The USAID Land for Prosperity Activity is supporting the government to survey the park´s boundaries and its vicinity to update the rural cadaster for the first time. Why is this important?
For us, having an updated cadaster is interesting for several reasons. It forces us to work with government land entities like the rural cadaster authority IGAC. It also forces us to work with municipality leaders on a complicated topic, which is land. And once the cadaster of neighboring municipalities have also been updated, then the information must be synchronized. In addition, we already monitor deforestation, but our tools do not have the same level of detail as the land survey for the rural cadaster. For us, this is a big win.
Does the designation of national park make your job difficult?
What we do is protect and conserve that natural foundation, the base that supports all development, and it is difficult for these areas to be understood as opportunities. Sadly, when we talk to the mayors, the first thing they say is that having a protected area is the worst thing that can happen to them, because they cannot collect land taxes, for example, and they cannot intervene in the areas in any way. And this is not only in municipal or departmental administrations, but a lot of national entities also see national parks this way. Therefore, it is a challenge to promote protected areas and make people see them, Chiribiquete in particular, as drivers for development, as partners for the development of a municipality or department.
Do you think that USAID is contributing to conservation?
I think they are on multiple fronts, for example, in terms of prevention, patrolling, and control, and the application of environmental law. USAID has a number of actions and programs that are strengthening government entities, and they are carrying out projects and providing tools to the communities that allow them to make better use of their land. USAID has initiatives around communication and awareness raising that I think are vital, and that helps to bring that knowledge and that work closer to the communities.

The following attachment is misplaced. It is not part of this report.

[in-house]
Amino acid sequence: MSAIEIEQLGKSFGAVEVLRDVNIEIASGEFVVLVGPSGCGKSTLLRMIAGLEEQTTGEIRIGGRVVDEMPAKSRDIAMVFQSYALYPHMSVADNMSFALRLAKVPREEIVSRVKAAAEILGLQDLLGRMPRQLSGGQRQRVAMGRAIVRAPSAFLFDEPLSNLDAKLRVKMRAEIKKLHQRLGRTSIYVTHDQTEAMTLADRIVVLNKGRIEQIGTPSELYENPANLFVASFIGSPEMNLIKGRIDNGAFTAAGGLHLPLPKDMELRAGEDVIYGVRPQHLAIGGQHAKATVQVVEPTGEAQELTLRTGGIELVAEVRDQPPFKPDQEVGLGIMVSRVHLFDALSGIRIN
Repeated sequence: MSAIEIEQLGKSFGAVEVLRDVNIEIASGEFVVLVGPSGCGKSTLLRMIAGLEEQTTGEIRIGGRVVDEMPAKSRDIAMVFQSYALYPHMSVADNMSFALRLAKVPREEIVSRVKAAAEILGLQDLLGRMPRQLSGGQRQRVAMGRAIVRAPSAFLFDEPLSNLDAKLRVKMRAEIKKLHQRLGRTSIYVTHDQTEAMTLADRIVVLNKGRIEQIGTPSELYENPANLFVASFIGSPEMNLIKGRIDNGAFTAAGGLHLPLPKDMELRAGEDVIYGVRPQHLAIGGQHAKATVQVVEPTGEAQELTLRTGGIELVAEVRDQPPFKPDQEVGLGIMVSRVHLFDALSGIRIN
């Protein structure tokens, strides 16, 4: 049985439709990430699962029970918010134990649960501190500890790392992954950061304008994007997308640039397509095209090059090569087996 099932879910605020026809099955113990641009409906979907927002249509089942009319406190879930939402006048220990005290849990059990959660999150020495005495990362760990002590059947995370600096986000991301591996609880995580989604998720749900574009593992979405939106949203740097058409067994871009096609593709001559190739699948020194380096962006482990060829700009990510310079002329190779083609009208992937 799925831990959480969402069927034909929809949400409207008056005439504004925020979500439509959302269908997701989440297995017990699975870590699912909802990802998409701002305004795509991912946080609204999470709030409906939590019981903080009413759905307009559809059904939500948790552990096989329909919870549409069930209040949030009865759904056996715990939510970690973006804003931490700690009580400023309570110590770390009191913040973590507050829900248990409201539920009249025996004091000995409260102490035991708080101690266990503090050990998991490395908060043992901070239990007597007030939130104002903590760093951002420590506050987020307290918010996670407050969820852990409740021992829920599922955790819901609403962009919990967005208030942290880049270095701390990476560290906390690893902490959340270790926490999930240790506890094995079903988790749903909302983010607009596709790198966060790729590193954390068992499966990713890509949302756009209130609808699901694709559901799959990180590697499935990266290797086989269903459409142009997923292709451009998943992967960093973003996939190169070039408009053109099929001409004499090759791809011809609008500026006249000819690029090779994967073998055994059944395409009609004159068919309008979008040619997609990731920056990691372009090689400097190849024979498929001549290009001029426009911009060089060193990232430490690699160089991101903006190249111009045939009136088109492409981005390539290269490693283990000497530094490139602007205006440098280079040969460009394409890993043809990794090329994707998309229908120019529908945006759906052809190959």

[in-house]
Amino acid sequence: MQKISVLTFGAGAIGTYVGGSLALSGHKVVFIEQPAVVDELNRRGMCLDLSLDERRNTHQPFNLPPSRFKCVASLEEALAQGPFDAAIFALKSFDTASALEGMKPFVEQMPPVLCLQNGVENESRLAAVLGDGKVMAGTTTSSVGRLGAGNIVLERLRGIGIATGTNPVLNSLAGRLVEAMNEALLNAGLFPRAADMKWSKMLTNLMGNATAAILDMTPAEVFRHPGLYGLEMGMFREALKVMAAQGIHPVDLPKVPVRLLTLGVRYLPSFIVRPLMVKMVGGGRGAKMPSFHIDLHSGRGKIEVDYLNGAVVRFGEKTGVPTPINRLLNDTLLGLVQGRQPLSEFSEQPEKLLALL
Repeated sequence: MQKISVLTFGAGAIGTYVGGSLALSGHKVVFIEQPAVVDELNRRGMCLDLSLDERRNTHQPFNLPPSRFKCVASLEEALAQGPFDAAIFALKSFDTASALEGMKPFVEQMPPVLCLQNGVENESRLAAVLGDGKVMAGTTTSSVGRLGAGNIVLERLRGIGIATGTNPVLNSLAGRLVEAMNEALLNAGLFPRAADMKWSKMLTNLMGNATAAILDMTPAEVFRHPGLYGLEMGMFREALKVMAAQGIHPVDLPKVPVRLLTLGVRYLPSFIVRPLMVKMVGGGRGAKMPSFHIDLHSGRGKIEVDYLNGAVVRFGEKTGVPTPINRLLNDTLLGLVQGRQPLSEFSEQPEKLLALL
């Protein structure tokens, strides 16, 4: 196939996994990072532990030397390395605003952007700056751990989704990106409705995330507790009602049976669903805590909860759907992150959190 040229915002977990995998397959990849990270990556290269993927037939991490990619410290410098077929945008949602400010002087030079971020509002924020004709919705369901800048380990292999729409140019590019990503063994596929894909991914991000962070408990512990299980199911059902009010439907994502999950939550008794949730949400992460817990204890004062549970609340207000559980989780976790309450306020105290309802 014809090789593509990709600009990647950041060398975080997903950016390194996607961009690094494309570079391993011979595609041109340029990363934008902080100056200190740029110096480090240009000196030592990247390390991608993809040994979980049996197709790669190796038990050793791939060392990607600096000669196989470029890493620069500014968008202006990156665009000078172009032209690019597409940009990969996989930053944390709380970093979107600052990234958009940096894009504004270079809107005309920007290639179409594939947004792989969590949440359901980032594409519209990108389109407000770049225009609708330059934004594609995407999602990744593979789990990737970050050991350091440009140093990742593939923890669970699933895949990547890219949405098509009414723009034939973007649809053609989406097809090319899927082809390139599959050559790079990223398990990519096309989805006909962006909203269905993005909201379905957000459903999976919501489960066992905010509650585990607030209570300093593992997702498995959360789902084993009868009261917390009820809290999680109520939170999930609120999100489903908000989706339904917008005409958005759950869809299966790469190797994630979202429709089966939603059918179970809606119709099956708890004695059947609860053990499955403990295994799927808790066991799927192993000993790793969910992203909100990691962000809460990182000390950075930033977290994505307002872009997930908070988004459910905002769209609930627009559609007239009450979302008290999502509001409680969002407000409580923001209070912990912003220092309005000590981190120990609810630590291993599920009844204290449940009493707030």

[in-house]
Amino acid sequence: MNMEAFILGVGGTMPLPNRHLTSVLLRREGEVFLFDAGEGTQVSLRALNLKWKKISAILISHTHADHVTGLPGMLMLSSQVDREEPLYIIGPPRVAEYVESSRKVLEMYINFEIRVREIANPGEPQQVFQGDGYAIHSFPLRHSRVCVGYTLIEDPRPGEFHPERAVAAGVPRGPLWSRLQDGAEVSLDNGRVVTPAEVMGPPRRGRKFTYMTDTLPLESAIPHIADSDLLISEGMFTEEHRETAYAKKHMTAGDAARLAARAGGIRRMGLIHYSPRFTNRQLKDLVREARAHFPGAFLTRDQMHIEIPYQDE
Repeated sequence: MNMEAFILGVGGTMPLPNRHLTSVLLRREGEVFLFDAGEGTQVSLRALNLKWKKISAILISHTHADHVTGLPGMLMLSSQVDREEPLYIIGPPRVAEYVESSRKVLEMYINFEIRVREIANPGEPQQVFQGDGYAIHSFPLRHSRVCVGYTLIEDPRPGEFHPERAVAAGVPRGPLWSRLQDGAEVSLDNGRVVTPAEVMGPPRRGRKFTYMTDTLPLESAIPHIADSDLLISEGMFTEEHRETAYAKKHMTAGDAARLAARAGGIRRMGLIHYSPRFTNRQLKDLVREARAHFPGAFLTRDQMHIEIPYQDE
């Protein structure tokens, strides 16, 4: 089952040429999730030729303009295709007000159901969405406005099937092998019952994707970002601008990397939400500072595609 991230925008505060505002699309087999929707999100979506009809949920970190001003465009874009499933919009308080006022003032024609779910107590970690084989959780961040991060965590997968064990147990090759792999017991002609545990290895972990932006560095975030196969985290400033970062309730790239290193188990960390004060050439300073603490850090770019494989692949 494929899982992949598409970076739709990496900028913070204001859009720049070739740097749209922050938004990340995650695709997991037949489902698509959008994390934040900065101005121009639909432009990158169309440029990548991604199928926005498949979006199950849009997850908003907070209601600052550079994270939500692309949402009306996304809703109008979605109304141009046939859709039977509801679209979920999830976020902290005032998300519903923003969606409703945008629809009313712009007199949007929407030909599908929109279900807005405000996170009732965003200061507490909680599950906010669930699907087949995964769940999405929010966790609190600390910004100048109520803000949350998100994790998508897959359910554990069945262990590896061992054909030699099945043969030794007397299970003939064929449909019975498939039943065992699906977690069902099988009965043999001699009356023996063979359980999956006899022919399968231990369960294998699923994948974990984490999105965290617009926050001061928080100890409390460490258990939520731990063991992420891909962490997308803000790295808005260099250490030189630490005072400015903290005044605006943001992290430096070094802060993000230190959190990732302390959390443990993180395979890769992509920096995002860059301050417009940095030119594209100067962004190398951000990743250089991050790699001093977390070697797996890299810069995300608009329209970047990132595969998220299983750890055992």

How urgent is it to stop deforestation inside the park?
If we don’t coordinate efforts and work with the communities in the northern part, Chiribiquete does not have a high rate of survival in the medium term. The process of deforestation moves fast, and every day there is more transformation. If we don’t make the indigenous communities who are protecting the southern parts of the park our natural partners, it is very likely that a time will come when there will also be deforestation in that region. So, our first challenge is to work with the communities, to make them our natural partners for conservation. Without discriminating between indigenous and farmer communities but including everyone.